While many local Georgetown businesses are increasingly using LivingSocial as a way of boosting sales, business owners described mixed experiences with the site.

Launched in 2007 by Georgetown alum Tim O’Shaughnessy (MSB ’04) and three others, LivingSocial is a social buying website that offers discounted vouchers for restaurants, movies and other activities.

Most Georgetown businesses that use LivingSocial are small-scale local takeout and delivery restaurants. Avocado Cafe, Wisey’s, Kitchen No. 1 and Wingo’s are among the restaurants that have chosen to place their menus on LivingSocial, often at heavily discounted prices.

According to Joey Chen, owner of Kitchen No. 1, a Chinese restaurant on O Street that offers takeout and delivery, LivingSocial has helped improve business significantly. “We needed more business … and LivingSocial made a positive contribution overall. More and more people have started looking at our great deals on LivingSocial, especially Georgetown students,” Chen said. “It has helped us a lot.”

But across the street at Wingo’s, Assistant Manager Bold Obi said that LivingSocial lacks the customer service and experience provided by online ordering sites such as GrubHub and Campusfood.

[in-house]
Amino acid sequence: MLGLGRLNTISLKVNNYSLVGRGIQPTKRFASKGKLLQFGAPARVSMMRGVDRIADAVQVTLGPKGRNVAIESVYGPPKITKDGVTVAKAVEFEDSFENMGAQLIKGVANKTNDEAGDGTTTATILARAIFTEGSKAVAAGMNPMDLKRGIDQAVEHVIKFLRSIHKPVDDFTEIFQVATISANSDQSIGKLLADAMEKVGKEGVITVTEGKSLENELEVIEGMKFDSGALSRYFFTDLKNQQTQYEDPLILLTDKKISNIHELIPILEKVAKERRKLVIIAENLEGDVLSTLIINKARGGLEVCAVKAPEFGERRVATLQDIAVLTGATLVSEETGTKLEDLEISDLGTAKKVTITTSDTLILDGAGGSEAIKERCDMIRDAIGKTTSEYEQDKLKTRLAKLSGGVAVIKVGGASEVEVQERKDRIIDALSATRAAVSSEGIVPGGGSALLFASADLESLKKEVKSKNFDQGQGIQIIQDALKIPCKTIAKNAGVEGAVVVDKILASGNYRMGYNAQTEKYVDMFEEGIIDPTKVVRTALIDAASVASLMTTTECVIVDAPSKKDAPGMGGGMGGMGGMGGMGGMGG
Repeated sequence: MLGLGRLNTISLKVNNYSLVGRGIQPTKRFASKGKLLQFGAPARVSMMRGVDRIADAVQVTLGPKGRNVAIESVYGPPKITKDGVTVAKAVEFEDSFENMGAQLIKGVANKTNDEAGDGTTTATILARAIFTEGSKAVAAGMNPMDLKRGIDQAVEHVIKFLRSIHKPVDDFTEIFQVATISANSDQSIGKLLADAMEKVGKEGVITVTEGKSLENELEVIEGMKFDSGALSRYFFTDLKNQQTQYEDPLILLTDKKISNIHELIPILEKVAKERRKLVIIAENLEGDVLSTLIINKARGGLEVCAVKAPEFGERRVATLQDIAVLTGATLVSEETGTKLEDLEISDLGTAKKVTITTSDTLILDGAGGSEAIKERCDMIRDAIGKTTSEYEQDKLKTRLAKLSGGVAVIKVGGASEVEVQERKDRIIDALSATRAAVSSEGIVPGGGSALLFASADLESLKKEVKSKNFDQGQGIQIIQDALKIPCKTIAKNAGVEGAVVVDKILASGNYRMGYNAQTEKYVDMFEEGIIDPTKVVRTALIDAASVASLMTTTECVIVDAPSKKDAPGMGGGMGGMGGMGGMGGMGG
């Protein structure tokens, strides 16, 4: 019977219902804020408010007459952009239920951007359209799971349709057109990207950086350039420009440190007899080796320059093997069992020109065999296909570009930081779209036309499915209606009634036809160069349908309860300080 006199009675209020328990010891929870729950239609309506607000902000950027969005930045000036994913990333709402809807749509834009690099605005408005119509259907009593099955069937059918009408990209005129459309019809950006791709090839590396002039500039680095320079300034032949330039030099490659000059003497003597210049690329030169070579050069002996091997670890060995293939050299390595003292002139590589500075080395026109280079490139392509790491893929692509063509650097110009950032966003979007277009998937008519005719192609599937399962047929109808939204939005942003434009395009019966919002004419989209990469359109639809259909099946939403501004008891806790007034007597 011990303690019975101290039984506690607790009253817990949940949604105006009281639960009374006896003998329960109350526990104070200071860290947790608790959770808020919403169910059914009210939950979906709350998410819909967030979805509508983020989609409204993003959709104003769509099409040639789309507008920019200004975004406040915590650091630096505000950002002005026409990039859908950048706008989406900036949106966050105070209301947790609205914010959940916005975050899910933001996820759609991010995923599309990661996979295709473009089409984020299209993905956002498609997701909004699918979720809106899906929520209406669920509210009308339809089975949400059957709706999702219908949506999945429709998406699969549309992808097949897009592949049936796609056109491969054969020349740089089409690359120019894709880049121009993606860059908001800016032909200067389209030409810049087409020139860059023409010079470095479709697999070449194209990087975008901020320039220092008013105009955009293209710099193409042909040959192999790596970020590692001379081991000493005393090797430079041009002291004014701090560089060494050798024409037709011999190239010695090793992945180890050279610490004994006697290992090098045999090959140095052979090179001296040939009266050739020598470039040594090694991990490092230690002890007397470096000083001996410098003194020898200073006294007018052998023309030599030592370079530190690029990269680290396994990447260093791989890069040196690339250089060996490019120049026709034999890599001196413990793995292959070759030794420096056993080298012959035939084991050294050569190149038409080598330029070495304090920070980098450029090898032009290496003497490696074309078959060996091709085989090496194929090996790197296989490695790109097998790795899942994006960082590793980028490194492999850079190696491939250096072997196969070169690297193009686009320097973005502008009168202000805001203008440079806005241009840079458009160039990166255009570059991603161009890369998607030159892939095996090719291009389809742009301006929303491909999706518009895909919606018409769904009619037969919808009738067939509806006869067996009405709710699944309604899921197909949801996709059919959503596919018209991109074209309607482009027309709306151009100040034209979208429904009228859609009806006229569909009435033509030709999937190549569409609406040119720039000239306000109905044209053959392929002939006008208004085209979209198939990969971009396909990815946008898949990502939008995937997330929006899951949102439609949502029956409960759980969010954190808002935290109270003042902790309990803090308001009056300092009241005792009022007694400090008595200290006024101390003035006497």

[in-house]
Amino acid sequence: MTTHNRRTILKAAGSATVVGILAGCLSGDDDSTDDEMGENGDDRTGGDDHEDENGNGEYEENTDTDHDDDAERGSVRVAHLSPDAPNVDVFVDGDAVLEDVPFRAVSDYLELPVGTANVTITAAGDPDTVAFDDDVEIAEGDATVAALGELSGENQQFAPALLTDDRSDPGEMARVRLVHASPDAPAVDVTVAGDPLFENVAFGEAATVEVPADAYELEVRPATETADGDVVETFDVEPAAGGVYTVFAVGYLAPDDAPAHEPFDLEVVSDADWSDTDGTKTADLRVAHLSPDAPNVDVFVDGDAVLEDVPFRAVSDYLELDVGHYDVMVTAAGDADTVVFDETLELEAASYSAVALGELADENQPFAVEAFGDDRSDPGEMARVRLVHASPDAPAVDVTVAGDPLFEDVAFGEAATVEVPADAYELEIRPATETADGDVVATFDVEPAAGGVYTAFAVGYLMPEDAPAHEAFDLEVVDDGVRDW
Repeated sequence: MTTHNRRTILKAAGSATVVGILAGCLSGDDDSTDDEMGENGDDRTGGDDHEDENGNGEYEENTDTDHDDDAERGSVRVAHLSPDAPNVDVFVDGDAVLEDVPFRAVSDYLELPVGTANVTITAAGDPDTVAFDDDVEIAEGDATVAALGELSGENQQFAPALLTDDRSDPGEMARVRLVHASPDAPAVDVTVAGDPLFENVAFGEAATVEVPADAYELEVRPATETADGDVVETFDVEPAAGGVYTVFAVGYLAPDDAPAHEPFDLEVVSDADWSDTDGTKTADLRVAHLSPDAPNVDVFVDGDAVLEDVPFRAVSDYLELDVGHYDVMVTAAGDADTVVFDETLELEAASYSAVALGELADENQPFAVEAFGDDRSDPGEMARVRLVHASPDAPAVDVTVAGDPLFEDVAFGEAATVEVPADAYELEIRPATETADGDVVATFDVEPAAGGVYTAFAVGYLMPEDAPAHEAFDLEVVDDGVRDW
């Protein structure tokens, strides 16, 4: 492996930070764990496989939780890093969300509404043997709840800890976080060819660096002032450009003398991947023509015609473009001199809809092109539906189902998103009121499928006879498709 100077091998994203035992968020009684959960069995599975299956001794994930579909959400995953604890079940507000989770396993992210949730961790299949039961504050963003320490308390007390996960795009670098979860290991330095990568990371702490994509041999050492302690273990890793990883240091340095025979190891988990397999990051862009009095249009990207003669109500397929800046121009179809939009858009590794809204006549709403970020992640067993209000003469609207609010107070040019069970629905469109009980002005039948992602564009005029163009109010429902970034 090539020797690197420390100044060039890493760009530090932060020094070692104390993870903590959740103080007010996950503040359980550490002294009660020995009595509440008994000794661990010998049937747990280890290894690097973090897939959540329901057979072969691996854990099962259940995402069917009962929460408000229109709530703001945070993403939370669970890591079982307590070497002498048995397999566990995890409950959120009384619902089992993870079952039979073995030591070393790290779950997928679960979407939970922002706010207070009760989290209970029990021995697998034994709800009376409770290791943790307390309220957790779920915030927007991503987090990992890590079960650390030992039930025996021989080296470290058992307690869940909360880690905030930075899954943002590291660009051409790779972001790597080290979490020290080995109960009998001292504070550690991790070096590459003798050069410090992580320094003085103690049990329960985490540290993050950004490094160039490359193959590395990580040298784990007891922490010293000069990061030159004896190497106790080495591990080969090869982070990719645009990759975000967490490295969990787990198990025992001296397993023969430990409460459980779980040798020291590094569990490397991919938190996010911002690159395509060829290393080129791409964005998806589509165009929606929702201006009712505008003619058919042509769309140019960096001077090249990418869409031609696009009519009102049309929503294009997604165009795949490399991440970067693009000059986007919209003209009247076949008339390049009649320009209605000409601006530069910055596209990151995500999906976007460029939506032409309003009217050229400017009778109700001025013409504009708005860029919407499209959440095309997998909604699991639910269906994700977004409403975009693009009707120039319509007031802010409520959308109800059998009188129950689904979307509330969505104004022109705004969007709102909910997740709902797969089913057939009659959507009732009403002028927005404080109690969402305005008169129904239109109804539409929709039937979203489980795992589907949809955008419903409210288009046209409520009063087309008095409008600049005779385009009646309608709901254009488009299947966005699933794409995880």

“LivingSocial is trying to do too much at once. They are trying to compete with Campusfood, but they haven’t been in the field as long as Campusfood has, so they don’t have as much experience,” Obi said. “To us, the system is too complicated, inconvenient and not user-friendly.”

Several D.C. businesses were upset by LivingSocial’s recent construction of a “pop-up” hosting venue at 918 F St., featuring such events as art classes and temporary restaurants.

“LivingSocial bases its business off of smaller businesses … but now they’re cutting out the merchants,” Michael Clements, chief creative enabler at Dupont Circle’s ArtJamz, said. “We wouldn’t have given them money or helped them build up their demographics if we knew that a year later, they would be our competition.”

But Doug Miller, LivingSocial’s senior vice president for new initiatives, told The Washington Post that the website’s goal is to foster local companies.

“Our space supports area business,” he told The Post in response to the criticism. “It’s really designed as a platform to bring local merchants together with members in a new way to create unique experiences.”

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